ROCKFORD (WIFR) -- The results aren't looking so hot on Illinois' report card: fewer students are meeting adequate yearly progress.
Just eight high schools out of more than 650 in the state made AYP based on 2011 test scores.
New figures show 65 percent of schools failed to make AYP. Last year only 51 percent failed. There's been a lot of controversy about adequate yearly progress under the 'No Child Left Behind Act.'
Some school districts say it's unreasonable to have every child meet AYP by 2014. They also say some quote "excellent" schools are failing these tests and say students shouldn't be judged on test scores alone.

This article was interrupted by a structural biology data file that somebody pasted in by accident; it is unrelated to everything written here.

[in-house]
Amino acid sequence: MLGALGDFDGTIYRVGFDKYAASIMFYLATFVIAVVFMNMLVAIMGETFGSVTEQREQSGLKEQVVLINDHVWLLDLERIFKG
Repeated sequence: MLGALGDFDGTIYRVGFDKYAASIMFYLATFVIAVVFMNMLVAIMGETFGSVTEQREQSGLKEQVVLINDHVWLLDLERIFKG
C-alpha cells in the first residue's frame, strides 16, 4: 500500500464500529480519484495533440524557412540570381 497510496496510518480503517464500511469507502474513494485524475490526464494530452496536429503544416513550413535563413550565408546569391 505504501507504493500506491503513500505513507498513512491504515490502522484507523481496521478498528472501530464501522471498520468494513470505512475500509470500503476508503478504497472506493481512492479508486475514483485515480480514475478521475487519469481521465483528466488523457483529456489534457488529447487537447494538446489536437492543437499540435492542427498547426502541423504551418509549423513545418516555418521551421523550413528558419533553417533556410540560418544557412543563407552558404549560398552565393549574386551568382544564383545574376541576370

Illinois State Board of Education Chairman Cery Chico said, "The current system does not measure or acknowledge progress, you know progress is measured in a lot of different ways. We're talking about human beings here not widgets or machines."
The earliest the state will release specific district numbers is next week. Also, the state board of education says it will apply for a waiver for the 'No Child Left Behind Act.'
There is some positive news out of today's report card: elementary students who took the ISAT saw an increase in test scores. Also, the target high school graduation rate increased by two percent.